Lighting is hugely important in a home. Natural lighting through large, clear windows is best as it provides intense, wide spectrum lighting that renders colours as they should seen and is easy on the eyes. When the sun has gone down, stylish lighting can be used to create an atmosphere or provide lighting for a specific task. Getting the right quality and amount of light is important as poor lighting can lead to eye strain.
Garden lighting is covered on a separate page.
Natural Light Sources
The main natural light source we have is the sun but, the routes it takes to get into our home can vary enormously and the surrounding environment can alter the amount of light and its spectrum. At night, the moon is also a source of natural light. Typically, natural light enters through doors, windows, rooflights and skylights.
Companies like Vision Rooflights supply pyramid rooflights which also provide added height and volume to a room.
Companies like Solatube supply devices to duct natural daylight into dark spaces such as bathrooms and hallways.
Reflectors & Heliostats
This 'Sunflower' is an innovative way of collecting and reflecting sunlight into a home. It also tracks the sun and cleverly maintains the reflected sunlight in a fixed spot.
some companies are now looking at home lighting produced by bacterial bioluminescence.
Barriers To Light
Before you install expensive lighting solutions it is worth considering what barriers exist to enabling natural light to enter you home and what steps can be taken to improve the natural lighting. Moving things like surrounding buildings is usually not an option but, trees are often a significant barrier to natural light and pruning can often be an option.
Coloured & Colour Changing Lighting
Coloured lighting is worthy of a discussion in its own right.
LEDs in particular are often available in a variety of colours to suit particular applications. They can also used for colour cycling applications, where the LED bulbs cycle through a selection of colours to provide an changing lighting mood.
By intelligent colour selection it is also possible to set a feel or mood in a given space. Blue lighting for example can often imply a cold space and reds or oranges a warm space.
Note that a lot of these lamps are available in ES format only and you will need an ES to BC adapter to use them in most UK light fittings.
Types Of Lighting
Activity Based Lighting
There are many home automation systems that let you can press a single button to operate many lights at once. The challenge is in knowing how to group the lights behind these buttons. One approach is to configure them based on activities, e.g. party, watch movie, bedtime, etc. and these are called 'scenes'.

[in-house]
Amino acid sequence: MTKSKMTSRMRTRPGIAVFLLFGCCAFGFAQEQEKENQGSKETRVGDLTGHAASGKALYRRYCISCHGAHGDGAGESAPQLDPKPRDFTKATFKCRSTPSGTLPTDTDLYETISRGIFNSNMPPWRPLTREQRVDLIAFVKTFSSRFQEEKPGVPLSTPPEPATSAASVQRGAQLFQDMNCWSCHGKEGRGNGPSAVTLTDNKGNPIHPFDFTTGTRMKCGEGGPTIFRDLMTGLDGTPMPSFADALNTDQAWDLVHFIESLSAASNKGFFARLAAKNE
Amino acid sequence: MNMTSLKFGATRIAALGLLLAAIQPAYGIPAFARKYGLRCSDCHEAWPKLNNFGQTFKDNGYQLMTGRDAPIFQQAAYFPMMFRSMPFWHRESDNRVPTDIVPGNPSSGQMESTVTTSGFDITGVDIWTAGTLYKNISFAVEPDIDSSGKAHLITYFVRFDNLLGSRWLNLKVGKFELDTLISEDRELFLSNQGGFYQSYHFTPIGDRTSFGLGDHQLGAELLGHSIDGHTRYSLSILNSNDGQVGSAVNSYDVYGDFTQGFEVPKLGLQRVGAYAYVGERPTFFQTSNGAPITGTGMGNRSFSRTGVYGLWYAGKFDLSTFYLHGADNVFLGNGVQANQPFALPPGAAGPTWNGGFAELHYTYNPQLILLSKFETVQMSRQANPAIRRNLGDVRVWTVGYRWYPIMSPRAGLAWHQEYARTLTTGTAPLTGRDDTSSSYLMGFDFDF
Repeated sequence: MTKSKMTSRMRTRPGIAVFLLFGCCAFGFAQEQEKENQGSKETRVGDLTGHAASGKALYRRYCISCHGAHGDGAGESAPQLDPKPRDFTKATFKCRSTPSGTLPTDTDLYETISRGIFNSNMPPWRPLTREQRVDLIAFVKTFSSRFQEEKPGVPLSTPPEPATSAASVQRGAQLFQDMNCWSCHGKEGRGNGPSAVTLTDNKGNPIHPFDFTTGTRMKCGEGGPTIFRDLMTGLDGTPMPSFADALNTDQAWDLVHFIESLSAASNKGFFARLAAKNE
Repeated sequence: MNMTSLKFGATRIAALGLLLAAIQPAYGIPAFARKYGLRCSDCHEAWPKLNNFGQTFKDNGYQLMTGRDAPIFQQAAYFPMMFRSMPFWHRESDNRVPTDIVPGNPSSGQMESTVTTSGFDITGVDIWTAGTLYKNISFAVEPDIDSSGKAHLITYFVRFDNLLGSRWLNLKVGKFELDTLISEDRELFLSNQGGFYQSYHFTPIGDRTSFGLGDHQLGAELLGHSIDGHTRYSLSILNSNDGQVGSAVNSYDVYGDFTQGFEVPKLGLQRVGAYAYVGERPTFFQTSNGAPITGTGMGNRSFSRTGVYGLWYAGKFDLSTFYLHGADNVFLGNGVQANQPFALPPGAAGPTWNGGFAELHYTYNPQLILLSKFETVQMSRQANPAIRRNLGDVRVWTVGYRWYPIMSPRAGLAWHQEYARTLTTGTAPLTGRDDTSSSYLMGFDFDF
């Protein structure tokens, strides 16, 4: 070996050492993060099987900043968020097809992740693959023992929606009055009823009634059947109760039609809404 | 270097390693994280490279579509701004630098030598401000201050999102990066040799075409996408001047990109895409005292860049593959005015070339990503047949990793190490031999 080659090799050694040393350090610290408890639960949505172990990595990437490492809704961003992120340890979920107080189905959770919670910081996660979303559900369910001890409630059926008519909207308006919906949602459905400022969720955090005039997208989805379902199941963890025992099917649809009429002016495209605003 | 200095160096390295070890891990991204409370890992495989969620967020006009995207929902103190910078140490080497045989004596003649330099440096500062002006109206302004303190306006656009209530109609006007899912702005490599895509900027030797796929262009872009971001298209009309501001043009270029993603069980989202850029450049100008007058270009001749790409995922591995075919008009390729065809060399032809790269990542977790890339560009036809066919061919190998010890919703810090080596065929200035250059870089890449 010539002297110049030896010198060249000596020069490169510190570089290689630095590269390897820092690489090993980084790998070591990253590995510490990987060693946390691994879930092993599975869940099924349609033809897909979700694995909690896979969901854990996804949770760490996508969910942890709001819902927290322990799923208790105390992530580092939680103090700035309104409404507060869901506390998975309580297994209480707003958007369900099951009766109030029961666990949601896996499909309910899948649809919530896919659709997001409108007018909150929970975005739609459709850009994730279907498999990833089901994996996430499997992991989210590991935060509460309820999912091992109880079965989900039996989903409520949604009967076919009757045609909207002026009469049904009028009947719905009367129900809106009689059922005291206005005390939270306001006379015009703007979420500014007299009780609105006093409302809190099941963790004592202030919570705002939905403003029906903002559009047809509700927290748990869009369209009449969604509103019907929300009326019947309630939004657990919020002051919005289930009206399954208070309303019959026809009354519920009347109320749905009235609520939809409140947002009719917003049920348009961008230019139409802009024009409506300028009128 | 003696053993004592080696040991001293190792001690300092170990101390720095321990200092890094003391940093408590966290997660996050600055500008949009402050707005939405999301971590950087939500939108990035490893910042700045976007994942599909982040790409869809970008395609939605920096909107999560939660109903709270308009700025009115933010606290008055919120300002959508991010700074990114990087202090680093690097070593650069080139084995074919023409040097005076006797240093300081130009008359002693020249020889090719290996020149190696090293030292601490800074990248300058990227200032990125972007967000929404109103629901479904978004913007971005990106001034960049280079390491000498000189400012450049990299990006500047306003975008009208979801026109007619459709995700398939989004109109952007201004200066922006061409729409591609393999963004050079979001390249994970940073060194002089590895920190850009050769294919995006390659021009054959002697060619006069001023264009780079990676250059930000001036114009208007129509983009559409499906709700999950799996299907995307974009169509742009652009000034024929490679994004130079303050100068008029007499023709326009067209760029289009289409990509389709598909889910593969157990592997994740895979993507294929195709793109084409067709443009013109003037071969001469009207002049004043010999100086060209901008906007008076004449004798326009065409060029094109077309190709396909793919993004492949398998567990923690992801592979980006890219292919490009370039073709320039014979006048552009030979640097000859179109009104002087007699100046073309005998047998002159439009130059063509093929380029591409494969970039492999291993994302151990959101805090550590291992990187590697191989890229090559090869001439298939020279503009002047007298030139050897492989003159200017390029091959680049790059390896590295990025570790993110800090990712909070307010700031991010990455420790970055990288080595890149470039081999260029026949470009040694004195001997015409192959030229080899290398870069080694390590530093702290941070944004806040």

Ambient / Background Lighting
Ambient or background lighting basically replaces daylight when the sun has gone down. In most homes it is usually provided by a central pendant light (a hangover from the days of gas lamps) to provide an evenly distributed light source. It is not subtle.
This gives texture, focus and shape to general lighting, adding depth and shade, with shadows in some corners and pools of light in others. It is formed by a mixture of spotlights, down-lighters, uplighters, tracks and table lamps.
This is lighting needed to do a specific job, e.g. reading, working at a computer, cooking, etc. It needs to be focused on the area you're using. We have individual areas of task lighting in our kitchen to cover the worktops, sink, breakfast bar, etc.
Convenience lights are lights that automatically come on when you walk into a room. Typically this behaviour occurs when it is dark outside but, in some rooms (with no windows), this is desirable at any time. These lights are usually driven by PIR sensors or door contact sensors and stay on for a defined time period, following last detected occupancy. Typically this would be used in halls, stairs and in rooms that are used infrequently, such as toilets and bathrooms.
Lighting that comes on automatically, to make the home look occupied. This could also include external lighting which is PIR activated but, this is best considered convenience lighting.
Provides a low-level light at night time in halls and corridors but, only when the home is occupied. Some of this is implemented outside using isolated solar lighting. This is a project. Safety lighting is currently a subset of emergency lighting in our home.
Lighting that comes on in an emergency, to aid exit from the home. This is the subject of a project.